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On the rocks? 'Ice yachts' sail cold Hudson River
Written by MICHAEL HILL, Associated Press   
Friday, 07 March 2014 07:17

BARRYTOWN, N.Y. (AP) — Sharp winds lashed up the Hudson River as sailors launched boats onto the ice. Sails whipped furiously as the long blades slid across a white sheet that spread for miles.

Finally, a frigid winter has created excellent conditions for ice sailing on the river.

"In the blink of an eye you can get up to 30 miles an hour ... you can just feel the power of the wind filling the sails," Michael Soldati said after a bracing run across the ice. "It's just awesome. It's just you and the wind."

More than a dozen boats hit the ice last weekend on a wide stretch of river with a view of the Catskill Mountains, about 100 miles north of New York City.

Many were one-person craft that skittered over the ice like so many puppies around two big dogs — the Rocket and Jack Frost. The two larger craft — each about 50 feet long — are reconditioned 19th-century ice yachts, made of heavy lumber and fitted with tall sails.

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Russia and Crimean politicians discuss referendum
Written by Associated Press   
Friday, 07 March 2014 07:11

MOSCOW (AP) — The speaker for Russia's upper house of parliament says Crimea would be welcome as an "equal subject" in Russia if the region votes to leave Ukraine in an upcoming referendum.

Valentina Matvienko met with the head of Crimean parliament on Friday to discuss the region's possible accession to Russia. On Thursday, the parliament of Crimea voted to move the referendum date up by two weeks, to March 16, and to include a question on joining Russia.

Russia's parliament is planning to review a bill as early as next week that would speed up Crimea's integration into Russia. Crimea would be the first territory to officially join Russia since the breakup of the Soviet Union in 1991.


Copyright 2014 The Associated Press. All rights reserved. This material may not be published, broadcast, rewritten or redistributed.

 
Starbucks cup identifies Washington rape suspect
Written by Associated Press   
Thursday, 06 March 2014 14:38

OLYMPIA, Wash. (AP) — A discarded Starbucks cup helped lead police to a rape suspect in Olympia, Wash.

The paper cup fell out of the attacker's car into a parking lot on Feb. 19 as the woman who said she was accosted fled.

The cup had a sticker with coffee information that revealed it had been bought earlier that day at a Starbucks drive-through in DuPont. Police were able to match surveillance video, leading to the arrest Tuesday of 35-year-old Bryon E. Johnston.

The Olympian reports (http://bit.ly/NBcUTc ) a judge found probable cause Wednesday to hold Johnston in jail for investigation of kidnapping and rape in the February attack and a similar attack in November on another woman abducted from an Olympia bus stop.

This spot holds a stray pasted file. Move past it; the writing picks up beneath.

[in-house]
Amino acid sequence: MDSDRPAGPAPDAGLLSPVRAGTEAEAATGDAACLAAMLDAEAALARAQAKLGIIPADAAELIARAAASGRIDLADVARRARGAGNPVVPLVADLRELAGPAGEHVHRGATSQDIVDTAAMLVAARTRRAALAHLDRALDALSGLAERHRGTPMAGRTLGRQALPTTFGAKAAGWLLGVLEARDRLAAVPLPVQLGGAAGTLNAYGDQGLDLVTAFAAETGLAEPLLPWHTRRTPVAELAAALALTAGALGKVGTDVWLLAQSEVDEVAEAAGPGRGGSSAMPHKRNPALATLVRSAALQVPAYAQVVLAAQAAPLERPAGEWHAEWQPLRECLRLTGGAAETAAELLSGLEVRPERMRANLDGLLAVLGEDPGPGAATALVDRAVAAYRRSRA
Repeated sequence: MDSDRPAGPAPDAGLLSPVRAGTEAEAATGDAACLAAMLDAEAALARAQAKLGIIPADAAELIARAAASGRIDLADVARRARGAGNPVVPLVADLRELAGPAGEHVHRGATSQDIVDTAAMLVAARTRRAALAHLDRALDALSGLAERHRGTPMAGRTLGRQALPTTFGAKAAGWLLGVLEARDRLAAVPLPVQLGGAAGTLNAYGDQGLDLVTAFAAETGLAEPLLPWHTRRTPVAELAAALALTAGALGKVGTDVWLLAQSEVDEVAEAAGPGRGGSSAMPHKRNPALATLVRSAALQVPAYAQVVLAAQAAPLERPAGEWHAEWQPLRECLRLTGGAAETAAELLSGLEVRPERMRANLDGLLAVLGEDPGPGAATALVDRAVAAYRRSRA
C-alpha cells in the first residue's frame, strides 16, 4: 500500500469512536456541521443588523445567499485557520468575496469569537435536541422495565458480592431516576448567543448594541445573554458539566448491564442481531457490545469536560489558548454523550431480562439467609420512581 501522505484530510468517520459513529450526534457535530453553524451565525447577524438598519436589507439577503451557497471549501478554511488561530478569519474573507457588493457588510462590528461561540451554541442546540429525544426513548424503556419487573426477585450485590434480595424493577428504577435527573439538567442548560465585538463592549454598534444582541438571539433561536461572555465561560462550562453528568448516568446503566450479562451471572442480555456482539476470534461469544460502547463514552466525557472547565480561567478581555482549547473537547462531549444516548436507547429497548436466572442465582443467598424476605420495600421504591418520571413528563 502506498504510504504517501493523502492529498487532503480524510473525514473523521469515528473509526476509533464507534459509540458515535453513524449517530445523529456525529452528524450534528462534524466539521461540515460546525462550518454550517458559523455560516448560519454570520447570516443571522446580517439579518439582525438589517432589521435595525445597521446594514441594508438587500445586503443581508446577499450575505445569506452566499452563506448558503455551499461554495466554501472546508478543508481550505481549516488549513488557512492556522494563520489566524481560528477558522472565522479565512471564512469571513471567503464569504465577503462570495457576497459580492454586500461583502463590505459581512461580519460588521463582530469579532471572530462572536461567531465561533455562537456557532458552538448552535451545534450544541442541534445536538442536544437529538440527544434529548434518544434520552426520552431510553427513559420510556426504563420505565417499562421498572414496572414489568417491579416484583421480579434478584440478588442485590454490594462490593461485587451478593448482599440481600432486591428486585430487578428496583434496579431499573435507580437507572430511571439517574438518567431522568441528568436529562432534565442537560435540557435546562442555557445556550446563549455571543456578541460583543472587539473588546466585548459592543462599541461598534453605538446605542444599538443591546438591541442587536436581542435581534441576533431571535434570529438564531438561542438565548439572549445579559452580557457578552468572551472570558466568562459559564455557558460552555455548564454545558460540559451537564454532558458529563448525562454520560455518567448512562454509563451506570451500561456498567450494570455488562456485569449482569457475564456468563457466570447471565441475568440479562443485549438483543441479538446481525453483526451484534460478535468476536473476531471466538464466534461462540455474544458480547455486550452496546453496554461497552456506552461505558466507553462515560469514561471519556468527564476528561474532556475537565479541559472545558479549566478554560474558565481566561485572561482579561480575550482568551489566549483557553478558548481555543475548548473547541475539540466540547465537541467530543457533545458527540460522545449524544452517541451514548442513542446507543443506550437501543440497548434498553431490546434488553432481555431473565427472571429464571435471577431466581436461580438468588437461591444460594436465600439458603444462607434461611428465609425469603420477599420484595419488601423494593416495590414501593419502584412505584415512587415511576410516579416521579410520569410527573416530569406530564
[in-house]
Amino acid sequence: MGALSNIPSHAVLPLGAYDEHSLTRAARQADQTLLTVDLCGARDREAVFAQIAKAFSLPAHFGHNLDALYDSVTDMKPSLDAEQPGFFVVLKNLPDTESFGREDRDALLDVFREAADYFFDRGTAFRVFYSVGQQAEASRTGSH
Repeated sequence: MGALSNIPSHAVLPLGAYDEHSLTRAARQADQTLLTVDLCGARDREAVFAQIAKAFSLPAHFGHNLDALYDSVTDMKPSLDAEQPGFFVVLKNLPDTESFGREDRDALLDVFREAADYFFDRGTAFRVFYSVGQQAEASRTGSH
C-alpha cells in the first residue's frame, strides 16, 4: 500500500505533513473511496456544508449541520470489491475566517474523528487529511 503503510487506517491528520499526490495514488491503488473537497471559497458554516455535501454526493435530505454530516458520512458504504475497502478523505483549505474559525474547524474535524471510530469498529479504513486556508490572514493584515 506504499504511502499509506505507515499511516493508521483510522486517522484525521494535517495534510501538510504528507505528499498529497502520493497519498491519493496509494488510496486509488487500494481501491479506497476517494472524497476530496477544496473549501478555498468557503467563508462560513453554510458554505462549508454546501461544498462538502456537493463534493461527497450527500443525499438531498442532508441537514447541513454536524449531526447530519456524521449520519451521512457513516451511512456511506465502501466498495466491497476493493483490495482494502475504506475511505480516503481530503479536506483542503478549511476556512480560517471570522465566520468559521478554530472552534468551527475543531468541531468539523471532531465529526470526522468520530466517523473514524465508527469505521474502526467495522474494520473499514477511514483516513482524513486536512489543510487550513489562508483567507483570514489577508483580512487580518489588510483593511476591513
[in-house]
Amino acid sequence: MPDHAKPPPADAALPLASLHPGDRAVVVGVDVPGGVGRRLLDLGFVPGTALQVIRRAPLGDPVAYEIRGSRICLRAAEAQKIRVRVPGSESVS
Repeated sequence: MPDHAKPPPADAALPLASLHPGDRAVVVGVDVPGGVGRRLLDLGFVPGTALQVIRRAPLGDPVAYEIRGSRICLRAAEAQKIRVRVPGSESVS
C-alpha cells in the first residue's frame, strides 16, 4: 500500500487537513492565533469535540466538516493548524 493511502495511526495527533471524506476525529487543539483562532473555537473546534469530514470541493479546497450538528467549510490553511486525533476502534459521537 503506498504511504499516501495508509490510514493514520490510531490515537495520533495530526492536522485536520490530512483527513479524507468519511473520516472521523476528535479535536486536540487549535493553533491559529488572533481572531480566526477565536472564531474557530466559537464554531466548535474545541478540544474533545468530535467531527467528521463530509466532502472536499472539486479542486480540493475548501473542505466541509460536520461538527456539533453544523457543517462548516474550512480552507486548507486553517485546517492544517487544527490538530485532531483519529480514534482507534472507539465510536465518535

Johnston's defense lawyer, Paul Strophy, declined comment Wednesday.

___

Information from: The Olympian, http://www.theolympian.com


Copyright 2014 The Associated Press. All rights reserved. This material may not be published, broadcast, rewritten or redistributed.

 
Identities sought of 21 men killed at Pearl Harbor
Written by Associated Press   
Thursday, 06 March 2014 14:41

CONCORD, N.H. (AP) — The remains of 21 sailors killed in the attack on Pearl Harbor and buried as unknowns should be identified and returned to their families, a group of U.S. senators said Thursday.

The sailors were aboard the battleship USS Oklahoma when it was attacked on Dec. 7, 1941, ripped open by as many as nine torpedoes. The ship quickly rolled and came to rest just 20 minutes after being hit. Nearly 430 men died.

The remains of 27 sailors were classified as unknown and buried in the National Memorial Cemetery of the Pacific, known as The Punchbowl, in Honolulu.

In 2003, historian Ray Emory of the Pearl Harbor Survivors Association used military records and personnel files to tentatively identify the 27 men. Five were then definitively identified by the Central Identification Laboratory of the Joint POW/MIA Accounting Command and their remains returned to their families.

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Here comes El Nino; good news for U.S. weather woes
Written by SETH BORENSTEIN, AP Science Writer   
Thursday, 06 March 2014 11:37

WASHINGTON (AP) — Federal forecasters predict a warming of the central Pacific Ocean this year that will change weather worldwide. And that's good news for a weather-weary United States.

The warming, called an El Nino, is expected to lead to fewer Atlantic hurricanes and more rain next winter for drought-stricken California and southern states, and even a milder winter for the nation's frigid northern tier next year, meteorologists say.

Globally, it can mean an even hotter year coming up and billions of dollars in losses for food crops.

The National Oceanic Atmospheric and Administration issued an official El Nino watch Thursday. An El Nino is a warming of the central Pacific once every few years, from a combination of wind and waves in the tropics. It shakes up climate around the world, changing rain and temperature patterns.

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